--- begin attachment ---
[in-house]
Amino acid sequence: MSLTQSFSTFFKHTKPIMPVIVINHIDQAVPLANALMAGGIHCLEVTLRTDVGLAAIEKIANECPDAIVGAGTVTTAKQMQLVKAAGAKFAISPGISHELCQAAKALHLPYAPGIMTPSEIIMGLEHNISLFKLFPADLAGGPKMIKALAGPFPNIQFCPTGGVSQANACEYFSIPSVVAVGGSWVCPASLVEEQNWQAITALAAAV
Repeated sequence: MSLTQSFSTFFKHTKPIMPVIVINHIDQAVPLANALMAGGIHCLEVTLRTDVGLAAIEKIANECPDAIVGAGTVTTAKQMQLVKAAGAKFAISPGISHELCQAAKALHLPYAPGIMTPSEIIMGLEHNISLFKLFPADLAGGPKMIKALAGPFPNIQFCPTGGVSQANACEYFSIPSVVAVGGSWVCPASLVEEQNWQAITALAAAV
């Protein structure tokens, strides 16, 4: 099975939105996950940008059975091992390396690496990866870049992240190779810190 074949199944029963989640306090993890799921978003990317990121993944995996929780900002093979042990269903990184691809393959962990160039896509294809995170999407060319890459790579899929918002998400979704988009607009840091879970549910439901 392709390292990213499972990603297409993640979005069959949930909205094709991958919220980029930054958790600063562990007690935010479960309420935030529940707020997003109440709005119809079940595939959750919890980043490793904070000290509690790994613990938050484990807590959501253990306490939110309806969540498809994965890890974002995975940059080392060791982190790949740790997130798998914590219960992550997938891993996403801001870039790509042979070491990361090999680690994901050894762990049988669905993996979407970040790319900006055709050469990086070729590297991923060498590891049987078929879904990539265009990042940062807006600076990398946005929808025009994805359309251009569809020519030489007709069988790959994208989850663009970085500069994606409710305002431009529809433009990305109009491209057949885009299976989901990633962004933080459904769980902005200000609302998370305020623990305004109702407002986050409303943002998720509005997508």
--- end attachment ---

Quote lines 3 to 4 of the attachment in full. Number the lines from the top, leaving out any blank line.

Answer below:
Repeated sequence: MSLTQSFSTFFKHTKPIMPVIVINHIDQAVPLANALMAGGIHCLEVTLRTDVGLAAIEKIANECPDAIVGAGTVTTAKQMQLVKAAGAKFAISPGISHELCQAAKALHLPYAPGIMTPSEIIMGLEHNISLFKLFPADLAGGPKMIKALAGPFPNIQFCPTGGVSQANACEYFSIPSVVAVGGSWVCPASLVEEQNWQAITALAAAV
């Protein structure tokens, strides 16, 4: 099975939105996950940008059975091992390396690496990866870049992240190779810190 074949199944029963989640306090993890799921978003990317990121993944995996929780900002093979042990269903990184691809393959962990160039896509294809995170999407060319890459790579899929918002998400979704988009607009840091879970549910439901 392709390292990213499972990603297409993640979005069959949930909205094709991958919220980029930054958790600063562990007690935010479960309420935030529940707020997003109440709005119809079940595939959750919890980043490793904070000290509690790994613990938050484990807590959501253990306490939110309806969540498809994965890890974002995975940059080392060791982190790949740790997130798998914590219960992550997938891993996403801001870039790509042979070491990361090999680690994901050894762990049988669905993996979407970040790319900006055709050469990086070729590297991923060498590891049987078929879904990539265009990042940062807006600076990398946005929808025009994805359309251009569809020519030489007709069988790959994208989850663009970085500069994606409710305002431009529809433009990305109009491209057949885009299976989901990633962004933080459904769980902005200000609302998370305020623990305004109702407002986050409303943002998720509005997508």